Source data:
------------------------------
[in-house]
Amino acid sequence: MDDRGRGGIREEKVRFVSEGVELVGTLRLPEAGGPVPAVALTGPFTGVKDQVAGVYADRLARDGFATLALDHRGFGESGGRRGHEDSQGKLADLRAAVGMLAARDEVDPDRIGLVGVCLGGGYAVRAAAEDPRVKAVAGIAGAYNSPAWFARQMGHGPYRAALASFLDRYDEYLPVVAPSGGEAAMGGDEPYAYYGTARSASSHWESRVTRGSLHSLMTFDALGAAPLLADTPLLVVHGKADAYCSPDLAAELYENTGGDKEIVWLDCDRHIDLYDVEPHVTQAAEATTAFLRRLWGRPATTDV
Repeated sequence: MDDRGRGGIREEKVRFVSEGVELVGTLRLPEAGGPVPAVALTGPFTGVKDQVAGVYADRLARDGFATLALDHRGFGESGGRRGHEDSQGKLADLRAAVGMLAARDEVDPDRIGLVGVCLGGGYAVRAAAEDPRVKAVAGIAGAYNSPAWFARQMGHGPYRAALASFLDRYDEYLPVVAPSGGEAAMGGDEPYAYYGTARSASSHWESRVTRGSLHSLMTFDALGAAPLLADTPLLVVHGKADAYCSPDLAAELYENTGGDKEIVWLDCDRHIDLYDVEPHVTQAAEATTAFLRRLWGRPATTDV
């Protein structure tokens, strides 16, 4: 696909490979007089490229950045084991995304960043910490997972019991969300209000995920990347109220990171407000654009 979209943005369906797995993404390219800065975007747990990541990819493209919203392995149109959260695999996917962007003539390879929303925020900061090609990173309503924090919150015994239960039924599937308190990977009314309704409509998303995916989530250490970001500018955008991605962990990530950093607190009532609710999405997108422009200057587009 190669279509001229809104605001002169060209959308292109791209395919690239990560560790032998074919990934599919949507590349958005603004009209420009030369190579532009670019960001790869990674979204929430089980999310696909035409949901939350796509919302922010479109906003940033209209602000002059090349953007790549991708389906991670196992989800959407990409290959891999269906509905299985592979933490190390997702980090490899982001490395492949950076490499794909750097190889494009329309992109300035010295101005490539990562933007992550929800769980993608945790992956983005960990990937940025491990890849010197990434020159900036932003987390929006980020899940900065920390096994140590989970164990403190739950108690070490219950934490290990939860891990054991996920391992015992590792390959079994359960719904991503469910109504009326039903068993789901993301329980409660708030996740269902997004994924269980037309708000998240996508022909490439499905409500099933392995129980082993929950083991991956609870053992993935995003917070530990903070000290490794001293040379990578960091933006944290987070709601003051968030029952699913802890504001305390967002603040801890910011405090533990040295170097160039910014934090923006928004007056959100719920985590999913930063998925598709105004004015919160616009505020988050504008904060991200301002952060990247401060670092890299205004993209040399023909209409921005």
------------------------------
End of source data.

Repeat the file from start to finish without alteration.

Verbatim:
[in-house]
Amino acid sequence: MDDRGRGGIREEKVRFVSEGVELVGTLRLPEAGGPVPAVALTGPFTGVKDQVAGVYADRLARDGFATLALDHRGFGESGGRRGHEDSQGKLADLRAAVGMLAARDEVDPDRIGLVGVCLGGGYAVRAAAEDPRVKAVAGIAGAYNSPAWFARQMGHGPYRAALASFLDRYDEYLPVVAPSGGEAAMGGDEPYAYYGTARSASSHWESRVTRGSLHSLMTFDALGAAPLLADTPLLVVHGKADAYCSPDLAAELYENTGGDKEIVWLDCDRHIDLYDVEPHVTQAAEATTAFLRRLWGRPATTDV
Repeated sequence: MDDRGRGGIREEKVRFVSEGVELVGTLRLPEAGGPVPAVALTGPFTGVKDQVAGVYADRLARDGFATLALDHRGFGESGGRRGHEDSQGKLADLRAAVGMLAARDEVDPDRIGLVGVCLGGGYAVRAAAEDPRVKAVAGIAGAYNSPAWFARQMGHGPYRAALASFLDRYDEYLPVVAPSGGEAAMGGDEPYAYYGTARSASSHWESRVTRGSLHSLMTFDALGAAPLLADTPLLVVHGKADAYCSPDLAAELYENTGGDKEIVWLDCDRHIDLYDVEPHVTQAAEATTAFLRRLWGRPATTDV
């Protein structure tokens, strides 16, 4: 696909490979007089490229950045084991995304960043910490997972019991969300209000995920990347109220990171407000654009 979209943005369906797995993404390219800065975007747990990541990819493209919203392995149109959260695999996917962007003539390879929303925020900061090609990173309503924090919150015994239960039924599937308190990977009314309704409509998303995916989530250490970001500018955008991605962990990530950093607190009532609710999405997108422009200057587009 190669279509001229809104605001002169060209959308292109791209395919690239990560560790032998074919990934599919949507590349958005603004009209420009030369190579532009670019960001790869990674979204929430089980999310696909035409949901939350796509919302922010479109906003940033209209602000002059090349953007790549991708389906991670196992989800959407990409290959891999269906509905299985592979933490190390997702980090490899982001490395492949950076490499794909750097190889494009329309992109300035010295101005490539990562933007992550929800769980993608945790992956983005960990990937940025491990890849010197990434020159900036932003987390929006980020899940900065920390096994140590989970164990403190739950108690070490219950934490290990939860891990054991996920391992015992590792390959079994359960719904991503469910109504009326039903068993789901993301329980409660708030996740269902997004994924269980037309708000998240996508022909490439499905409500099933392995129980082993929950083991991956609870053992993935995003917070530990903070000290490794001293040379990578960091933006944290987070709601003051968030029952699913802890504001305390967002603040801890910011405090533990040295170097160039910014934090923006928004007056959100719920985590999913930063998925598709105004004015919160616009505020988050504008904060991200301002952060990247401060670092890299205004993209040399023909209409921005």